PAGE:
by Eleanor Goldberg
Though nearly 1.4 billion people are at risk of developing a disfiguring disease that’s easily preventable, it remains one of the most overlooked conditions. But a powerful new campaign hopes to change that.
Lymphatic filariasis, also known as elephantiasis, is a neglected tropical disease (NTD) that causes a host of debilitating issues, including leading body parts, like limbs and genital organs, to swell to severe proportions, according to the World Health Organization. More than 120 million people worldwide are living with elephantiasis, and a group of advocates has hatched a plan to put an end to it.
India’s Ministry of Health and Family Welfare recently unveiled its mission to launch the largest mass drug administration in history to eliminate elephantiasis, a condition that leads to inescapable social stigma in addition to physical pain. Dubbed Hathipaon Mukt Bharat, which means –- Filaria Free India -– the initiative plans to dole out medication to more than 400 million people and hopes a PSA that features the effects of the disease will urge people to get involved.
According to WHO, preventing the spread of the disease requires just one annual dose of two medications.
India is an apt place to launch the program considering that more than a third of people who are affected by the world’s neglected tropical diseases live there. If the mission is successful, it could wipe out elephantiasis in India as early as next year, according to the campaign.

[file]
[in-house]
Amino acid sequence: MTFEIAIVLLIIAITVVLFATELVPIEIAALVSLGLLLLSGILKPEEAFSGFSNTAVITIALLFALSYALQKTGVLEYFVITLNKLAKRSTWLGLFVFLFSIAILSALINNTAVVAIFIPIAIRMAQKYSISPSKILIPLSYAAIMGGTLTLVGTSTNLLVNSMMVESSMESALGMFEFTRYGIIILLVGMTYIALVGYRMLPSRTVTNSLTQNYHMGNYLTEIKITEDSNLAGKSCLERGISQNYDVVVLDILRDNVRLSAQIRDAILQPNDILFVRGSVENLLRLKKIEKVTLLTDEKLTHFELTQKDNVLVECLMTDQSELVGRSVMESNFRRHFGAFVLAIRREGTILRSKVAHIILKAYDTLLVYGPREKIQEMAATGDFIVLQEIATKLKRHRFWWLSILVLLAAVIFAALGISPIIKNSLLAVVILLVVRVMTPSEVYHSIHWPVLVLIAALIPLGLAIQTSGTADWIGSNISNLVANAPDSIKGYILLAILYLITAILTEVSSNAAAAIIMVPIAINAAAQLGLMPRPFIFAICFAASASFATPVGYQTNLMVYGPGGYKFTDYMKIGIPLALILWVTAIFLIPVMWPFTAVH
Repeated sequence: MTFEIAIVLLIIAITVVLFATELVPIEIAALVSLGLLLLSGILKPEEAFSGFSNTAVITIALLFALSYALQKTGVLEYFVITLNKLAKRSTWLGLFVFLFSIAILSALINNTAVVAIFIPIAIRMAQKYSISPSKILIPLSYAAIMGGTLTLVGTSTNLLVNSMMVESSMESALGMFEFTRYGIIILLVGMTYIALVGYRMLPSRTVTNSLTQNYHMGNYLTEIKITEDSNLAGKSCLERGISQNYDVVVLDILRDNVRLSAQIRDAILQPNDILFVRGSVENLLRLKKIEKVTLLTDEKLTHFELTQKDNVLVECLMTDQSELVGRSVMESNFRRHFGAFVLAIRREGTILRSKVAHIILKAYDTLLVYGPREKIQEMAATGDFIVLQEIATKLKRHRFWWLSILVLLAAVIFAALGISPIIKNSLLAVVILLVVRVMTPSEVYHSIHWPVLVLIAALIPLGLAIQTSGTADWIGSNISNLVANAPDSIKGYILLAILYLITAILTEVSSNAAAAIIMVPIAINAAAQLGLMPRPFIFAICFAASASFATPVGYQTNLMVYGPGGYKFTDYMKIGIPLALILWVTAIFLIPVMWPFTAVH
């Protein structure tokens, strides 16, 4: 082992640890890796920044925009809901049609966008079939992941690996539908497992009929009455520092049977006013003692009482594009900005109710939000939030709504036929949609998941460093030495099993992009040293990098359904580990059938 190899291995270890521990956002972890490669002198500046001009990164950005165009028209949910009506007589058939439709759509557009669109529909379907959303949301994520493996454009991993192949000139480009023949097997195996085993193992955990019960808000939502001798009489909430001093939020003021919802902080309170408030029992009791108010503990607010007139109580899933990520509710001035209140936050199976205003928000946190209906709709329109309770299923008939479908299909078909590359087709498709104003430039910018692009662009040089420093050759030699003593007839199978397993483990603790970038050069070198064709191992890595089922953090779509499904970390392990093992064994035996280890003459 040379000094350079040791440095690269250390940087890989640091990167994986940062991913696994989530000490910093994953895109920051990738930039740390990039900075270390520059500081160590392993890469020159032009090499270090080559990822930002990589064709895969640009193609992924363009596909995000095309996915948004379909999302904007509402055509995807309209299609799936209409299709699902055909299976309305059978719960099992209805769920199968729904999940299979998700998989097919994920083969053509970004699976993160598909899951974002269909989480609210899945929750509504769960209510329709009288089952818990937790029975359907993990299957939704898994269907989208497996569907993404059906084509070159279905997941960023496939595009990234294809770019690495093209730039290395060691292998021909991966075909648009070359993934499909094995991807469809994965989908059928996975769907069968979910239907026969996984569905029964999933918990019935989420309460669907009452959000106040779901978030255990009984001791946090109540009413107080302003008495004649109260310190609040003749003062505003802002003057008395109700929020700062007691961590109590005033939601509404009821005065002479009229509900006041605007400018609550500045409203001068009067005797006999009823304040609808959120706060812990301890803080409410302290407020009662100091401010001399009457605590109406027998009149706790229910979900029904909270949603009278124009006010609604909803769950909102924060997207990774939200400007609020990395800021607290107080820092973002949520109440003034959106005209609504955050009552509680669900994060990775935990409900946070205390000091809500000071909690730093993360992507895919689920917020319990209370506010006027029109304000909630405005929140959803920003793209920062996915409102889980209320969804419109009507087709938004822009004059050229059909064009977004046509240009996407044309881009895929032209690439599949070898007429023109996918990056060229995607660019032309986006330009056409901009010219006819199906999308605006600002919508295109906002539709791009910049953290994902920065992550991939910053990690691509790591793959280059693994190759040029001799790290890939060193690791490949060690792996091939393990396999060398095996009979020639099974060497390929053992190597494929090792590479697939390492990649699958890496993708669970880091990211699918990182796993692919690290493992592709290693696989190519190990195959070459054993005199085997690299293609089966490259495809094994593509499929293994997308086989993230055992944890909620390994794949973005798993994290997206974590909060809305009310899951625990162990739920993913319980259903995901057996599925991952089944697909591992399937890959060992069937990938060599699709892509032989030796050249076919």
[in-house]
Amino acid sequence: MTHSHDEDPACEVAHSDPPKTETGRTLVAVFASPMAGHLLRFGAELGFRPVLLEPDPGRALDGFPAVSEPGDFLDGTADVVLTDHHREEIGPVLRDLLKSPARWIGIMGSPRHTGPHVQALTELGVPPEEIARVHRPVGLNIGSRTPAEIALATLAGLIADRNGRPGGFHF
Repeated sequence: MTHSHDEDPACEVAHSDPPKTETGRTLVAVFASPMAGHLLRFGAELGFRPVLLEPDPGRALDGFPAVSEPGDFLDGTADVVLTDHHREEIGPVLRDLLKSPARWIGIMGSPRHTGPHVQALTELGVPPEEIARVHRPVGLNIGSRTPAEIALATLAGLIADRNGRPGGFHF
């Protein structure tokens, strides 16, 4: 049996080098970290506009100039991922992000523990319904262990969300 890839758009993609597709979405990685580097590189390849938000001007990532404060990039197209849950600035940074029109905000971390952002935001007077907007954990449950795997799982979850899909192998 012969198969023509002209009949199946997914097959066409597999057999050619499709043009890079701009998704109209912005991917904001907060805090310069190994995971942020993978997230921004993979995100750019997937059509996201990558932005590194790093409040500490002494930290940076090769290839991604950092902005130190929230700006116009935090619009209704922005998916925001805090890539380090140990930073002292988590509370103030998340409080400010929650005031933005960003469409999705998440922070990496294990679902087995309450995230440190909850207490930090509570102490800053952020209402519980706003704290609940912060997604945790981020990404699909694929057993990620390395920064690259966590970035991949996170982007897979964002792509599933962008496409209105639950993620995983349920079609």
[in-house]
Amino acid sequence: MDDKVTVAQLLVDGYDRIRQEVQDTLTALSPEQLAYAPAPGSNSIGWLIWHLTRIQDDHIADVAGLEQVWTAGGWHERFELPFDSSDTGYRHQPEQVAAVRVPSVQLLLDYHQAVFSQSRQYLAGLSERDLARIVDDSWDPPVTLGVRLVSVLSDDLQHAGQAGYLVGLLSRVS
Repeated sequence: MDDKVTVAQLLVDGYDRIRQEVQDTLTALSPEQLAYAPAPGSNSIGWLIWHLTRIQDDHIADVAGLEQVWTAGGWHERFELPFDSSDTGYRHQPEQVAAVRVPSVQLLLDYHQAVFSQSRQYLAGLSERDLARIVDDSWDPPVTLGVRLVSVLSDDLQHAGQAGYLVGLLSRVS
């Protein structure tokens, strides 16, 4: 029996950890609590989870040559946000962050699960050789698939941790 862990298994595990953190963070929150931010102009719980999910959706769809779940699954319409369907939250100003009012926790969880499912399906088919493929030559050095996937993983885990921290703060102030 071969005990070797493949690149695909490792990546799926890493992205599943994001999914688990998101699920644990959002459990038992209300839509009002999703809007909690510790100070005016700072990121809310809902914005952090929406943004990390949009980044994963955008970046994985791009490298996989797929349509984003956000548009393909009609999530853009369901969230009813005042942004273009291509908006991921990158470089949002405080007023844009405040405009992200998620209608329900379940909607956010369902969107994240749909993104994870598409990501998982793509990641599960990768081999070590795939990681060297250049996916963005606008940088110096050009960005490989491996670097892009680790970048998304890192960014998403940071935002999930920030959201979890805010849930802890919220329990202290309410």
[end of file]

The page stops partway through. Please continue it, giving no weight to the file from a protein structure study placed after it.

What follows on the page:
Eliminating elephantiasis could do much more than just keep people from developing the disabling condition. Experts say it’s critical in the fight to curb hunger, too, Reuters recently reported.
The 17 neglected diseases, which also include sleeping sickness, yaws and dengue fever, are most prevalent in rural communities in the poorest areas of the world.
While valiant efforts have been made to bring nutrition to people who are affected by such illnesses, experts say the diseases first need to be tackled before the sufferers can reap any true benefit from such programs.
“You can spend a lot of resources distributing protein supplements or vitamins, but in the end if you’re administering them to people infested with worms then that supplement is just being eaten by the worms,” Marianne Comparet, director of the International Society for Neglected Tropical Diseases, told Reuters.”We very much view the NTDs as an acute program to treat a disease, but also to ensure there’s a solid foundation for the other programs to grow from.”